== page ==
The reduction of parasitic diseases is one of the marvels of modern medicine. In the developed world, these infections in people are rare thanks to sanitation and continuously-improving treatments, but worldwide they are still an enormous problem, with an estimated one million annual deaths in people attributable to parasitic diseases. Although most of those deaths are from a single protozoal parasite (malaria), other typically non-fatal parasitic disease are extremely common in the developing world. For example, about one billion people are infected with roundworms, mostly in tropical and subtropical regions. In domestic animals, especially our pets, we can see some of the same patterns. It is unlikely that a Yorkshire terrier who poops on AstroTurf on the 50th floor of a high-rise building will get a roundworm infection.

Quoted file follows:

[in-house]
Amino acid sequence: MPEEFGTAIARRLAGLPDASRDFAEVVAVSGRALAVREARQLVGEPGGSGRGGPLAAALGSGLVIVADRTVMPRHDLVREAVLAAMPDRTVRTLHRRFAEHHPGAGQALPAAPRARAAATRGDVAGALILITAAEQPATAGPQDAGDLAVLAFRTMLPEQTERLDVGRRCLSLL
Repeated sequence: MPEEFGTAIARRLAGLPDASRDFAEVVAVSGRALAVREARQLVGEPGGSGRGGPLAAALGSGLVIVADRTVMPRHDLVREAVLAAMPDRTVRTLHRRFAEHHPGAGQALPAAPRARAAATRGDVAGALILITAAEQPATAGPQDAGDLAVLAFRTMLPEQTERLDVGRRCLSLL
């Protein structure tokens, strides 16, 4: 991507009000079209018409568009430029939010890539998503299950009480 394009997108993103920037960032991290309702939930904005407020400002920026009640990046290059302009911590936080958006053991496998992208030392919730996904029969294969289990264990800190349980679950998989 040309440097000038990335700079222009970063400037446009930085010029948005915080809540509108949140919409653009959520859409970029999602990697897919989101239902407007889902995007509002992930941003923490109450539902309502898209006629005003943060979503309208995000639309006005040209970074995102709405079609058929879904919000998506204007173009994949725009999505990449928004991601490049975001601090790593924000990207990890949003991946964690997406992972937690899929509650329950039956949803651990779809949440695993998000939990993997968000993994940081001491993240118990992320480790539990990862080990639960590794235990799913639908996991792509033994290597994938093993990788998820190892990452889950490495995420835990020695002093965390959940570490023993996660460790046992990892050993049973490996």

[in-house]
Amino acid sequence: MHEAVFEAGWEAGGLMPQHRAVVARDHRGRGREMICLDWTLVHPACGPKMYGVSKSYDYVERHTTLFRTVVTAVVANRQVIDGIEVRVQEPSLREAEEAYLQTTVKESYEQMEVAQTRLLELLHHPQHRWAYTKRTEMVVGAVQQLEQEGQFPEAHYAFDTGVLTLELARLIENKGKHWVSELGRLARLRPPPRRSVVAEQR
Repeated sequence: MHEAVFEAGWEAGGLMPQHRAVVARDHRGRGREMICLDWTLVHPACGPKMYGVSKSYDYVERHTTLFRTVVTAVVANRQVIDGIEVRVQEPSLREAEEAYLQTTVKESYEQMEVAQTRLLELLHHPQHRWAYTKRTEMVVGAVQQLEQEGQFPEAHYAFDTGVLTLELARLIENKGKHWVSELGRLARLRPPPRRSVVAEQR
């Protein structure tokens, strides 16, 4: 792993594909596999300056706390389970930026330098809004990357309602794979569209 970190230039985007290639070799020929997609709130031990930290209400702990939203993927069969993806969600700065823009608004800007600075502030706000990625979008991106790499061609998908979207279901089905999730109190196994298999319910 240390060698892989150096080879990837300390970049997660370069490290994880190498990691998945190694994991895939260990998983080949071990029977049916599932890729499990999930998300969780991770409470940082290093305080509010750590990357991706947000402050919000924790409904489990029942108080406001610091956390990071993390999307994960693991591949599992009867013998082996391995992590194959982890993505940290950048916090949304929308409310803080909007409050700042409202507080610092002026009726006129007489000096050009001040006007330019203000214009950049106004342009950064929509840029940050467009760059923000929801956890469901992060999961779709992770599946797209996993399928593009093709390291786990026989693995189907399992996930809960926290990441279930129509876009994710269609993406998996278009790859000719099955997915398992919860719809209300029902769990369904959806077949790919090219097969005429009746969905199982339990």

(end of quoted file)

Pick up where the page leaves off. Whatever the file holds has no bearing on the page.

We have also been very fortunate in the past few decades to have developed very safe and effective drugs such as fenbendazole, ivermectin, and pyrantel pamoate, all of which are used in both people and animals for a variety of parasitic infections. Some of these drugs can be used prophylactically, such the use of ivermectin to prevent tens of thousands of cases of a devastating disease called river blindness. In dogs and cats, we routinely “de-worm” with these drugs to prevent the spread of parasitic disease, often without knowing if a specific animal is infected or not. One of the best examples of this in veterinary medicine is the use of ivermectin-like drugs to prevent heartworm disease. These drugs have been around for decades, are safe, and very effective in preventing this serious infection.

But people being people, and alternative veterinary medicine being what it is, can’t leave a solved problem un-meddled with. There is of course a movement against the use of parasite-preventing drugs based on fear and misconceptions (see my post about flea products). And heartworm disease, arguably the most serious (my definition of serious = incidence x severity) parasitic disease of dogs in the United States, has unfortunately not been spared the bumbling interventions of alternative practitioners.